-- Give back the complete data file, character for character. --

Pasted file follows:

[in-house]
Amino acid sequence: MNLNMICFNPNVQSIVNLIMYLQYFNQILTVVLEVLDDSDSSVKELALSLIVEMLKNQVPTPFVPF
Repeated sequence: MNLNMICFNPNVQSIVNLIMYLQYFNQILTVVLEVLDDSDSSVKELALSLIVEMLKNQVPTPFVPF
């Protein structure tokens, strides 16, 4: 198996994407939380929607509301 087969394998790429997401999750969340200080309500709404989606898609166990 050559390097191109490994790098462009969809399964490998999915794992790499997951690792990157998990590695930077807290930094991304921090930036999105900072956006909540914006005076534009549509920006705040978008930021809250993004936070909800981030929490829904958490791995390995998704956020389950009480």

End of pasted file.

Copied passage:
[in-house]
Amino acid sequence: MNLNMICFNPNVQSIVNLIMYLQYFNQILTVVLEVLDDSDSSVKELALSLIVEMLKNQVPTPFVPF
Repeated sequence: MNLNMICFNPNVQSIVNLIMYLQYFNQILTVVLEVLDDSDSSVKELALSLIVEMLKNQVPTPFVPF
């Protein structure tokens, strides 16, 4: 198996994407939380929607509301 087969394998790429997401999750969340200080309500709404989606898609166990 050559390097191109490994790098462009969809399964490998999915794992790499997951690792990157998990590695930077807290930094991304921090930036999105900072956006909540914006005076534009549509920006705040978008930021809250993004936070909800981030929490829904958490791995390995998704956020389950009480």